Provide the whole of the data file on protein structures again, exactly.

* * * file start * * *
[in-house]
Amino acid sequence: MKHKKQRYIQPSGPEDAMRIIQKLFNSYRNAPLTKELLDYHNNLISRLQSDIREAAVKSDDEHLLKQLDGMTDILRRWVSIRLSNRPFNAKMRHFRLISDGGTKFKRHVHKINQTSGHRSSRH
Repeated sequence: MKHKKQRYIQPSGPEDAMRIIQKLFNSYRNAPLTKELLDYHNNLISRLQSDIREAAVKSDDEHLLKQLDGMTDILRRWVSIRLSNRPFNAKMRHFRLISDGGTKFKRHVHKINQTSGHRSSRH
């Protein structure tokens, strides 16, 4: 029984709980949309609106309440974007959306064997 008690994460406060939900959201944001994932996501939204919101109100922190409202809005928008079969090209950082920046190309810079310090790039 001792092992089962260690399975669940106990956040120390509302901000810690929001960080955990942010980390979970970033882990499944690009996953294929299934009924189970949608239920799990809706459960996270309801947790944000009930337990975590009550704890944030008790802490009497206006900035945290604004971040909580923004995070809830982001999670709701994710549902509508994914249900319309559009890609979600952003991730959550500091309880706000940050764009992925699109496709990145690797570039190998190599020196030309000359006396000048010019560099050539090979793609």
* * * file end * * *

[in-house]
Amino acid sequence: MKHKKQRYIQPSGPEDAMRIIQKLFNSYRNAPLTKELLDYHNNLISRLQSDIREAAVKSDDEHLLKQLDGMTDILRRWVSIRLSNRPFNAKMRHFRLISDGGTKFKRHVHKINQTSGHRSSRH
Repeated sequence: MKHKKQRYIQPSGPEDAMRIIQKLFNSYRNAPLTKELLDYHNNLISRLQSDIREAAVKSDDEHLLKQLDGMTDILRRWVSIRLSNRPFNAKMRHFRLISDGGTKFKRHVHKINQTSGHRSSRH
């Protein structure tokens, strides 16, 4: 029984709980949309609106309440974007959306064997 008690994460406060939900959201944001994932996501939204919101109100922190409202809005928008079969090209950082920046190309810079310090790039 001792092992089962260690399975669940106990956040120390509302901000810690929001960080955990942010980390979970970033882990499944690009996953294929299934009924189970949608239920799990809706459960996270309801947790944000009930337990975590009550704890944030008790802490009497206006900035945290604004971040909580923004995070809830982001999670709701994710549902509508994914249900319309559009890609979600952003991730959550500091309880706000940050764009992925699109496709990145690797570039190998190599020196030309000359006396000048010019560099050539090979793609």